Ohio minimum wage is kind of in the middle.
Across the U.S., jurisdictions are pushing for a $15 minimum wage. But Ohio minimum wage, while above the federal rate of $7.25, is sort of between those two numbers.
What is the minimum wage in Ohio?
As of March 2023, Ohio minimum wage for large employers is:
- $5.05 (tipped employees)
These Ohio minimum wage rates apply to employees of businesses with annual gross receipts of $372,000 or more per year.
Smaller companies in the state follow the federal minimum wage.
Minimum Wage Management. Simplified.
Ohio Minimum Wage Rate
In 2006, Ohio passed a minimum wage law through a ballot referendum.
It was somewhat unique in that it did not call for scheduled increases. Rather, annual increases were tied to inflation. The size of businesses to which the rate applies has also been adjusted. In 2021, it was companies with annual gross receipts of $342,000 or more per year. In 2023, that figure is $372,000.
(The new 2023 rate requires employers to display an updated labor law poster, as well.)
Also, there are no counties and cities in Ohio with their own minimum wage rates. Under the state law, “No political subdivision shall establish a minimum wage rate different from the wage rate required under this section.”
Ohio Minimum Wage Legislation
Meanwhile, lawmakers in 2021 introduced legislation to eventually bring its rate to $15. The bill called for scheduled $1 annual increases, eventually reaching the $15 threshold in 2025. Tipped employees would have received a bump, as well, with the rate for those employees being not less than half the standard rate.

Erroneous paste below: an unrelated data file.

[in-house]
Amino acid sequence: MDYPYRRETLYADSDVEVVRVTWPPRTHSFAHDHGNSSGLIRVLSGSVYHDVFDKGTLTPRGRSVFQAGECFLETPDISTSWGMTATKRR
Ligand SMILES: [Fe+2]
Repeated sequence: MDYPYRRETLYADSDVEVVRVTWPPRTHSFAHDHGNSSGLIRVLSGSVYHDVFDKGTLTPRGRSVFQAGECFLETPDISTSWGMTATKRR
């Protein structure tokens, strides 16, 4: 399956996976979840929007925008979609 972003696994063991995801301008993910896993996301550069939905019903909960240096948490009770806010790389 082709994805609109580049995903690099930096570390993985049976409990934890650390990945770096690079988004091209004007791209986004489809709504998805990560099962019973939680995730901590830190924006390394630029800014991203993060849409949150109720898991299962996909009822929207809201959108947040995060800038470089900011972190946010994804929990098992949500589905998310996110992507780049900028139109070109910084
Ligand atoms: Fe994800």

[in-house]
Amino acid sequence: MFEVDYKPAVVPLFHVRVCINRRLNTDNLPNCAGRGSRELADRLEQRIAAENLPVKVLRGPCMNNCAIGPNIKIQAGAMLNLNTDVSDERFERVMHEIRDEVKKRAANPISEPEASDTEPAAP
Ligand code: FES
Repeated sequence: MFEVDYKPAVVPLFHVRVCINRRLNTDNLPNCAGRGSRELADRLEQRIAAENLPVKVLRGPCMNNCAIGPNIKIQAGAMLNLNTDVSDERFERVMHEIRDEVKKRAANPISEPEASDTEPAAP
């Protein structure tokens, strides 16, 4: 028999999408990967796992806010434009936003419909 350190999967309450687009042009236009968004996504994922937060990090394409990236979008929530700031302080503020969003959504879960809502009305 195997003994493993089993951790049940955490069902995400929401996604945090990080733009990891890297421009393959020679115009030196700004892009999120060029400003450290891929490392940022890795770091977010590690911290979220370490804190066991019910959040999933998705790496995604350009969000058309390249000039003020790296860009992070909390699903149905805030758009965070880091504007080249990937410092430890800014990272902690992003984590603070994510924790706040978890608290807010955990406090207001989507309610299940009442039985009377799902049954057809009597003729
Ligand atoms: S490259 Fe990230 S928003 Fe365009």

According to one of the bill’s sponsors, increasing the minimum wage to $15 by 2025 would give 2 million Ohioans a raise. It would have also repealed the preemption on local units of government setting their own rates.
But the bill failed to gain footing in the legislature, and large employers in Ohio must continue to monitor the indexed rate each year.
Other Details on Minimum Wage in Ohio
Other aspects of Ohio minimum wage include:
- “Wage” also generally includes the reasonable cost to the employer of furnishing to an employee board, lodging, or other facilities, if the board, lodging, or other facilities are customarily furnished by the employer to the employees
- Employers must keep payment records for at least three years
- There is no state provision for a salary threshold for exempt employees
- Ohio does allow for a subminimum wage in certain situations
How Many States Have a $15 Minimum Wage?
Minimum Wage in the U.S.
The federal minimum wage hasn’t increased since 2009, prompting more jurisdictions to pass these laws.
And the ballot measure that pushed forward minimum wage in Ohio isn’t unique. On Election Day in 2022, there were several minimum wage initiatives put to voters, including:
- Two cities in California
- Portland, Maine
- Tukwila, Wash.
- Washington, D.C.
Find the 2022 minimum wage ballot results in a previous Employment Law News blog.
Meanwhile, though Ohio minimum wage has long been driven by indexing, more jurisdictions across the U.S. are beyond scheduled increases with new rates tied to the applicable Consumer Price Index. And jurisdictions sometimes announce updated rates only weeks before their effective date, creating additional challenges for employers that operate across the nation.
Minimum Wage Compliance Resources
Ohio minimum wage is among several jurisdictions with indexed rates. State officials in September 2022 announced the 2023 rates, so employers did have a few months at least to prepare for the update.
Of course, there is always the potential for new laws to impact the state’s minimum rate, and
As a reminder, effective Jan. 1, 2023, minimum wage rates for large employers in Ohio is:
- $5.05 (tipped employees)